Ursula Keller wins “Swiss Nobel” Marcel Benoist Prize- for pioneering work in ultrafast lasers
MUST2022 Conference- a great success!
New scientific highlights- by MUST PIs Wörner, Chergui, and Richardson
FELs of Europe prize for Jeremy Rouxel- “Development or innovative use of advanced instrumentation in the field of FELs”
Ruth Signorell wins Doron prizefor pioneering contributions to the field of fundamental aerosol science
New FAST-Fellow Uwe Thumm at ETH- lectures on Topics in Femto- and Attosecond Science
International Day of Women and Girls in Science- SSPh asked female scientists about their experiences
New scientific highlight- by MUST PIs Milne, Standfuss and Schertler
EU XFEL Young Scientist Award for Camila Bacellar,beamline scientist and group leader of the Alvra endstation at SwissFEL
Prizes for Giulia Mancini and Rebeca Gomez CastilloICO/IUPAP Young Scientist Prize in Optics & Ernst Haber 2021
Nobel Prize in Chemistry awarded to RESOLV Member Benjamin List- for the development of asymmetric organocatalysis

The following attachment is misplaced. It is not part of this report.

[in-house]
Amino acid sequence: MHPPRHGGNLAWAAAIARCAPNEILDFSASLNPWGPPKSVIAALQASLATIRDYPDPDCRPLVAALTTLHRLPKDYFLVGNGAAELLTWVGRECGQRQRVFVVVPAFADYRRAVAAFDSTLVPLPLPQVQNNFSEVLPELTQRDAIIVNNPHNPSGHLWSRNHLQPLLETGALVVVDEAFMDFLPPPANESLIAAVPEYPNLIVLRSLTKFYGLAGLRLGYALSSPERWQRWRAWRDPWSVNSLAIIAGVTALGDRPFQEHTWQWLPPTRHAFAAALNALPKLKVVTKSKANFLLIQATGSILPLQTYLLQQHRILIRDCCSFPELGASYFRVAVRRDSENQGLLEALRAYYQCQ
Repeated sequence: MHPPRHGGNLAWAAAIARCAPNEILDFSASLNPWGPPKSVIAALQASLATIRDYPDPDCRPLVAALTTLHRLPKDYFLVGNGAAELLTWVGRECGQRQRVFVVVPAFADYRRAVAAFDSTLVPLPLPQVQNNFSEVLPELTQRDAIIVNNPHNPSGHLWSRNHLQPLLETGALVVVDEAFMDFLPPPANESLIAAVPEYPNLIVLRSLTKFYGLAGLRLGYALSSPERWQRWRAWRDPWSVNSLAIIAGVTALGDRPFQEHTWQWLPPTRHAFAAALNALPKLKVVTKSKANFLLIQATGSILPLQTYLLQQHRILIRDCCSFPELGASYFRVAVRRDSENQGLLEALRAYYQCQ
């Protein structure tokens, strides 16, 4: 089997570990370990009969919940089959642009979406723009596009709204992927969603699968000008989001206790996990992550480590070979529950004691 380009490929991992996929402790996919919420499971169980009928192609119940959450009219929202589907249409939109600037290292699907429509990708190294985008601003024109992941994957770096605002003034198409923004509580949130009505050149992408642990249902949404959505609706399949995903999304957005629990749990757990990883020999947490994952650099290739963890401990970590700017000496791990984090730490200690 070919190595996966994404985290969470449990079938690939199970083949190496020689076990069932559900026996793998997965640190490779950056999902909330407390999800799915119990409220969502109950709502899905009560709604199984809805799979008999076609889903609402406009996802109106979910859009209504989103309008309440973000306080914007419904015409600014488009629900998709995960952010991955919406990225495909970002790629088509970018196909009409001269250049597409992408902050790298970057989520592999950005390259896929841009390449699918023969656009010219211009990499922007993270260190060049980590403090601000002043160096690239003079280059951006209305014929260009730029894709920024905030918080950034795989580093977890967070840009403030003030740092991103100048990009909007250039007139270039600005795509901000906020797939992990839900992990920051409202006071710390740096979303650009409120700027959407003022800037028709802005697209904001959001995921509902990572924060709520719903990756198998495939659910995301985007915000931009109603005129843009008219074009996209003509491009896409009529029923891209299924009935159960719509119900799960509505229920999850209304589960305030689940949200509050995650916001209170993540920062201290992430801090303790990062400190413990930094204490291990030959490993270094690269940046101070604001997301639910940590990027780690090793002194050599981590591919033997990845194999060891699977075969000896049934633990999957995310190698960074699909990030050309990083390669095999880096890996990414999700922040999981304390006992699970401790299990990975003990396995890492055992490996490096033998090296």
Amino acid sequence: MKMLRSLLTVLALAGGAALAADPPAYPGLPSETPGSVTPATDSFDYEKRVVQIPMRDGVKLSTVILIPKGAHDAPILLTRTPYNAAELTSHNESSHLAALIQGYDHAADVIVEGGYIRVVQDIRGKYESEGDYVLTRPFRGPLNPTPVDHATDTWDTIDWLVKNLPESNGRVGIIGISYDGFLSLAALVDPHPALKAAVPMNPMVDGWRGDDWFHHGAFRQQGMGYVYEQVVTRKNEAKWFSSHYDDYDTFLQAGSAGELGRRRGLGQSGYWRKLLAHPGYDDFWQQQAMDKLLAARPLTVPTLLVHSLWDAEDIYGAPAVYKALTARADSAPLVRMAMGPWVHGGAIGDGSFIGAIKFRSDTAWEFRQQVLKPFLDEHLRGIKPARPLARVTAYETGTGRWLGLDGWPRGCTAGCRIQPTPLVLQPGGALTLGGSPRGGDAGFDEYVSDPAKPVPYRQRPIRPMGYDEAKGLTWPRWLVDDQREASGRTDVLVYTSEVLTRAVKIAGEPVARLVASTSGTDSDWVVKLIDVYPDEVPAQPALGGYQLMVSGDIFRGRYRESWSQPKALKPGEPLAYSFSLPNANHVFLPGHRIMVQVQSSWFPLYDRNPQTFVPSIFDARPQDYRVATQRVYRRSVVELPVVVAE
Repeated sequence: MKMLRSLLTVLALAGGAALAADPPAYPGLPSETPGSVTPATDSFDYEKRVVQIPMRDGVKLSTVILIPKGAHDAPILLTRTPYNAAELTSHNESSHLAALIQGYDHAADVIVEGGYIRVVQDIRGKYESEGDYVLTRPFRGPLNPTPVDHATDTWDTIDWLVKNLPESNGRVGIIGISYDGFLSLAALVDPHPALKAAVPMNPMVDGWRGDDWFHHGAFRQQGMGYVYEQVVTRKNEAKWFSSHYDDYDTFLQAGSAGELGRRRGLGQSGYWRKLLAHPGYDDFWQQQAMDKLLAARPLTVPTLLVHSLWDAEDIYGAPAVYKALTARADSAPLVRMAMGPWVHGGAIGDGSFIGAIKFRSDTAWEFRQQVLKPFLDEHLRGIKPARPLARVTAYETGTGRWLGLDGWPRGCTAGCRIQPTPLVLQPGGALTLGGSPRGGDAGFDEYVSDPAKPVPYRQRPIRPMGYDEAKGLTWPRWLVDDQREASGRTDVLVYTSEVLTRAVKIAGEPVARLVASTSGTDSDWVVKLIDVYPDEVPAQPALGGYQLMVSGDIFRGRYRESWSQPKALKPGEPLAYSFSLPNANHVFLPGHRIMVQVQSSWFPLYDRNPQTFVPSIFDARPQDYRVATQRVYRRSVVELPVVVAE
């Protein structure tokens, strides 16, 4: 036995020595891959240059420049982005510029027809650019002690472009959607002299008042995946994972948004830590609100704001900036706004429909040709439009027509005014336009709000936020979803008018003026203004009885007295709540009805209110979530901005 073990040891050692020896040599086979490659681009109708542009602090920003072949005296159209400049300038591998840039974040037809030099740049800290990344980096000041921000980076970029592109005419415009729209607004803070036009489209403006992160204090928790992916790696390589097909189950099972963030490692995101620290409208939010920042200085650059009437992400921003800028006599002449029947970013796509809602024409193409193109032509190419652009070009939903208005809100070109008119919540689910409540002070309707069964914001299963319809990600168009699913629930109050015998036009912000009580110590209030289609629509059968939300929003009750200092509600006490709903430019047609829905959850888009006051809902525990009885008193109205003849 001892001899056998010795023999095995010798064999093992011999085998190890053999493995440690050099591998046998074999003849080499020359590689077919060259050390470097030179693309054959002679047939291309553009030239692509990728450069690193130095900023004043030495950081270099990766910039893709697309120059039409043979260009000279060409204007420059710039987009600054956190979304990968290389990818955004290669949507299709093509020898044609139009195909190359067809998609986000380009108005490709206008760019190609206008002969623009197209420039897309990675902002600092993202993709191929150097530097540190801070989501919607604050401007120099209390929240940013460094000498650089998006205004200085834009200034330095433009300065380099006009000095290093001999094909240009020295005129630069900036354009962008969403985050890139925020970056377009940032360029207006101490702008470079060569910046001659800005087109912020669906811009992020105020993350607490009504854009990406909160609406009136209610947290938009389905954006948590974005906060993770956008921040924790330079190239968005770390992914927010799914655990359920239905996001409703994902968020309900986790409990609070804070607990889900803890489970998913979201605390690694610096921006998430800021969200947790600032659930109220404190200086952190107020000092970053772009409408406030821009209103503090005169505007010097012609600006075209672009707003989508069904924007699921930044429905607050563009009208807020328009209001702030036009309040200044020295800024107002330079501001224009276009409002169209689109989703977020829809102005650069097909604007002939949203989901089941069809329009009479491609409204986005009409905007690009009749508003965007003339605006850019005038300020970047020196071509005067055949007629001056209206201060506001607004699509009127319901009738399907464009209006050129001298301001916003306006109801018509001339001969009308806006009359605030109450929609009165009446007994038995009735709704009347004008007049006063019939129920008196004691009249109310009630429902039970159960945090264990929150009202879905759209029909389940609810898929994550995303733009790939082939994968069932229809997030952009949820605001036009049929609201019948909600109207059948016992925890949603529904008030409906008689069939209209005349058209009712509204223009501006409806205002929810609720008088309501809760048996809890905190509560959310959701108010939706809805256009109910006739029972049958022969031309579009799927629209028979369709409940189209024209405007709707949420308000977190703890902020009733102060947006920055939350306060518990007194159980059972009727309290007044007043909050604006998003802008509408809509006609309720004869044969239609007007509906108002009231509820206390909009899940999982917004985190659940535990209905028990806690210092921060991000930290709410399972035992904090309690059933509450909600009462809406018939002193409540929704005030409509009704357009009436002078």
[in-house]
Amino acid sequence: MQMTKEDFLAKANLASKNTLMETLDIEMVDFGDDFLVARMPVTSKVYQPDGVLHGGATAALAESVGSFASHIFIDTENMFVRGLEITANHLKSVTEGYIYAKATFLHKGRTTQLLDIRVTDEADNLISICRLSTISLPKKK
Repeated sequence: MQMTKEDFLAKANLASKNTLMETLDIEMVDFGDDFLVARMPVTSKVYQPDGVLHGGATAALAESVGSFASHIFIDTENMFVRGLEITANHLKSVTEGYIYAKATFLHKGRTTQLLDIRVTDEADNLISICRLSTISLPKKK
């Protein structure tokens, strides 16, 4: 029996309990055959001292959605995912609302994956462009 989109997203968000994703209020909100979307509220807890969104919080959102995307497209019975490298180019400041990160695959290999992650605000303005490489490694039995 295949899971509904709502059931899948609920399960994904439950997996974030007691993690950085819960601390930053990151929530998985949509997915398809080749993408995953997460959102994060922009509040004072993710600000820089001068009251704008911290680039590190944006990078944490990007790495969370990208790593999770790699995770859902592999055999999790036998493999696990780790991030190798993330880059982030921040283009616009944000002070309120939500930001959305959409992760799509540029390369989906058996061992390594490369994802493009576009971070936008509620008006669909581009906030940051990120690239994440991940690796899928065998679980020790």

NCCR MUST at Scientifica 2021- Lightning, organic solar cells, and virtual molecules

Mechanics of DNA Structures and Liquid Flow in Nanotubes: Observing Nanoscale Dynamics by 4D Electron Microscopy

Date Do, 12.03.2015 - Do, 12.03.2015
Time 16.30
Speaker Dr. Ulrich Lorenz, CALTECH, USA
Location EPFL, ISIC, CH G1 495
Program ISIC Physical Chemistry Seminar by Dr Ulrich Lorenz

4D Electron Microscopy combines the spatial resolution of Electron Microscopes with the time
resolution of modern laser systems, opening up exciting possibilities to study dynamics at the
nanoscale. In the first part of the talk, I will present the development of a novel approach to
study the material properties of biological nanostructures. By impulsively exciting a DNA
structure and observing the resulting oscillations, it is possible to characterize its mechanical
properties in much the same way mechanical engineers would study a macroscopic object. In the
second part, I will describe experiments that for the first time allow one to precisely trigger and
directly observe liquid flow in individual nanotubes. A wide range of nanoscale flow phenomena
can be observed. In particular, it is possible to characterize viscous friction at the nanoscale to
address fundamental questions in nanofluidics.
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